Ready to reap the rewards of this pretty red brew? While hibiscus tea is well tolerated by most, it can sometimes cause minor side effects such as GI upset. To make hibiscus tea, you can use Hibiscus Sabdariffa flowers from your own yard (be sure they’re pesticide-free!). You’ll need about 8 to 10 whole flowers, and the drying process can take up to three days.
- Remove the flowers off the hibiscus plant and discard the stamens from the center of the flower.
- Wash the flowers by either massaging them thoroughly under running water or swishing them around in a bowl of cool water. Use your fingers to separate the bottom part of the flower by pulling the petals apart slightly at the base.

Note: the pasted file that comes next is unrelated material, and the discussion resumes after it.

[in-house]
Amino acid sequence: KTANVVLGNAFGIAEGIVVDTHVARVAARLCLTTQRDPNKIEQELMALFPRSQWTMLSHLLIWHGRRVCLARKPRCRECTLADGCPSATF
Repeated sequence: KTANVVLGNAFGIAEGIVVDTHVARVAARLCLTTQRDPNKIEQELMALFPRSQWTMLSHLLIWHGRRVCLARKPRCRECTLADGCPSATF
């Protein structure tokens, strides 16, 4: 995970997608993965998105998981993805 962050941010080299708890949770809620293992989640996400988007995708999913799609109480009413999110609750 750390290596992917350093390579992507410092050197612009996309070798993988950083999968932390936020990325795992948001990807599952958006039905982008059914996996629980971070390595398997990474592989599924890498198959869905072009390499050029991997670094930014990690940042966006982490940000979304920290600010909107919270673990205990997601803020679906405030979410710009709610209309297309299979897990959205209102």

- Secure the flowers to a drying rack or flat surface using thin wire. You will be drying the flowers outside or under the sun, so be sure they’re secure in case the wind picks up.
- Let the flowers dry in the sun for a few days, either outside (thisworks faster) or inside in a sunny spot. Bring the flowers inside at nighttime. Check them daily, and rotate if needed.
- Once the flowers are dried, steep the dried petals petals in a pot of boiling water for 5 to 10 minutes; strain before serving. Sweeten with honey to taste, if desired.
How to steep dried flowers
If you don’t want to wait, you’re in luck! You can still enjoy the best hibiscus tea you’ve ever had by opting for a brew made with dried hibiscus flowers. Simply steep the dried blooms in a mesh tea infuser in hot water for 5 to 10 minutes, then strain and sip. One to try: Frontier Co-Op Organic Hibiscus Sabdariffa (Buy from iHerb.com, $13.83).
The best hibiscus tea bags
Prefer the convenience of tea bags? You can choose the brand Ellen Pompeo loves: Traditional Medicinals Organic Hibiscus Herbal Tea (Buy from Amazon.com, 96 bags for $30). Or opt for another popular choice: FGO Organic Hibiscus Tea (Buy from Amazon.com, $19.99).
Read on for more delicious healthy teas to try: